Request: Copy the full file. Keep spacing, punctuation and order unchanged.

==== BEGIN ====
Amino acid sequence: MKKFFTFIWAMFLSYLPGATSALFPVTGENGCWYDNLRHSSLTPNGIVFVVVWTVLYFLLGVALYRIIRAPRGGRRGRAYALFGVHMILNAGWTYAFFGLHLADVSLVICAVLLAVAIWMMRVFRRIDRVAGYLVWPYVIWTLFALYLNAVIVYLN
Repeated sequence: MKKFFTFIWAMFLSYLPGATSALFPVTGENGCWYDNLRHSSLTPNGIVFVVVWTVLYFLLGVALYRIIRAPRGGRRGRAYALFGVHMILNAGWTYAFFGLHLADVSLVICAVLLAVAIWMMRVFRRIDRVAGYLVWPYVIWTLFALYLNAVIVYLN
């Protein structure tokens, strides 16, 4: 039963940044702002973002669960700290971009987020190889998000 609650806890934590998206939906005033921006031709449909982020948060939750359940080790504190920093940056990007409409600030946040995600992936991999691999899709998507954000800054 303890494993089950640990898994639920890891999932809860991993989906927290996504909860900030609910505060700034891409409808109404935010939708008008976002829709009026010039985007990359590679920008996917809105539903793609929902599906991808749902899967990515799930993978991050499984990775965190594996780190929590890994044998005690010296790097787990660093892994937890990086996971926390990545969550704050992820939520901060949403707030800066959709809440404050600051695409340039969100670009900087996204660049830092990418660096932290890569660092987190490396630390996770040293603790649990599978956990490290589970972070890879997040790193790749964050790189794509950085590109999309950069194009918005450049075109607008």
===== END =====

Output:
Amino acid sequence: MKKFFTFIWAMFLSYLPGATSALFPVTGENGCWYDNLRHSSLTPNGIVFVVVWTVLYFLLGVALYRIIRAPRGGRRGRAYALFGVHMILNAGWTYAFFGLHLADVSLVICAVLLAVAIWMMRVFRRIDRVAGYLVWPYVIWTLFALYLNAVIVYLN
Repeated sequence: MKKFFTFIWAMFLSYLPGATSALFPVTGENGCWYDNLRHSSLTPNGIVFVVVWTVLYFLLGVALYRIIRAPRGGRRGRAYALFGVHMILNAGWTYAFFGLHLADVSLVICAVLLAVAIWMMRVFRRIDRVAGYLVWPYVIWTLFALYLNAVIVYLN
């Protein structure tokens, strides 16, 4: 039963940044702002973002669960700290971009987020190889998000 609650806890934590998206939906005033921006031709449909982020948060939750359940080790504190920093940056990007409409600030946040995600992936991999691999899709998507954000800054 303890494993089950640990898994639920890891999932809860991993989906927290996504909860900030609910505060700034891409409808109404935010939708008008976002829709009026010039985007990359590679920008996917809105539903793609929902599906991808749902899967990515799930993978991050499984990775965190594996780190929590890994044998005690010296790097787990660093892994937890990086996971926390990545969550704050992820939520901060949403707030800066959709809440404050600051695409340039969100670009900087996204660049830092990418660096932290890569660092987190490396630390996770040293603790649990599978956990490290589970972070890879997040790193790749964050790189794509950085590109999309950069194009918005450049075109607008």